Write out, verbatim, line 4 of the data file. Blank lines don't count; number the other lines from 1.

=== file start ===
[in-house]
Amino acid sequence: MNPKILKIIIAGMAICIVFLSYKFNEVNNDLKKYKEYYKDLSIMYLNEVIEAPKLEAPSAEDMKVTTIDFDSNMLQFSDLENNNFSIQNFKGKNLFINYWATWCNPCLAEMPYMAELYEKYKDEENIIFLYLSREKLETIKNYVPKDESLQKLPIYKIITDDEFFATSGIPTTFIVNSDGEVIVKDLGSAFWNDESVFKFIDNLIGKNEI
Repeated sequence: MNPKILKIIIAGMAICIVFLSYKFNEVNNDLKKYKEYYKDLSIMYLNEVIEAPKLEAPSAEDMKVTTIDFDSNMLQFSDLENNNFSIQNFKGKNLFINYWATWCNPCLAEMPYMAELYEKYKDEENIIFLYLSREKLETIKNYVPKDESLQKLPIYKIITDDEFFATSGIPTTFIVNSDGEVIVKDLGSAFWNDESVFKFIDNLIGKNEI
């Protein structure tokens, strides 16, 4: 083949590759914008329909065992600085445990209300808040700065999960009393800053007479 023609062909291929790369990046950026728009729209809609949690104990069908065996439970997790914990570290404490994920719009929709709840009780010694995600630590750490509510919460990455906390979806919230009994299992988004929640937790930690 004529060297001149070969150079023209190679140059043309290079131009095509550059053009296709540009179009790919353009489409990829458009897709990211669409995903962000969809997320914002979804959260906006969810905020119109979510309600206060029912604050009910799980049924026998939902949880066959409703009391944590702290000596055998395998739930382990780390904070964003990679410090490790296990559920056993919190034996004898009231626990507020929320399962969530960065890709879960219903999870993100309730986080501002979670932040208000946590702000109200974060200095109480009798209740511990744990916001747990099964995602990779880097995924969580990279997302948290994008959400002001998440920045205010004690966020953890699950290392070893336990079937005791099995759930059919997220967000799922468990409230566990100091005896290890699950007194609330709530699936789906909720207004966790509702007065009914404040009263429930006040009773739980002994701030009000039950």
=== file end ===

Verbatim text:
């Protein structure tokens, strides 16, 4: 083949590759914008329909065992600085445990209300808040700065999960009393800053007479 023609062909291929790369990046950026728009729209809609949690104990069908065996439970997790914990570290404490994920719009929709709840009780010694995600630590750490509510919460990455906390979806919230009994299992988004929640937790930690 004529060297001149070969150079023209190679140059043309290079131009095509550059053009296709540009179009790919353009489409990829458009897709990211669409995903962000969809997320914002979804959260906006969810905020119109979510309600206060029912604050009910799980049924026998939902949880066959409703009391944590702290000596055998395998739930382990780390904070964003990679410090490790296990559920056993919190034996004898009231626990507020929320399962969530960065890709879960219903999870993100309730986080501002979670932040208000946590702000109200974060200095109480009798209740511990744990916001747990099964995602990779880097995924969580990279997302948290994008959400002001998440920045205010004690966020953890699950290392070893336990079937005791099995759930059919997220967000799922468990409230566990100091005896290890699950007194609330709530699936789906909720207004966790509702007065009914404040009263429930006040009773739980002994701030009000039950």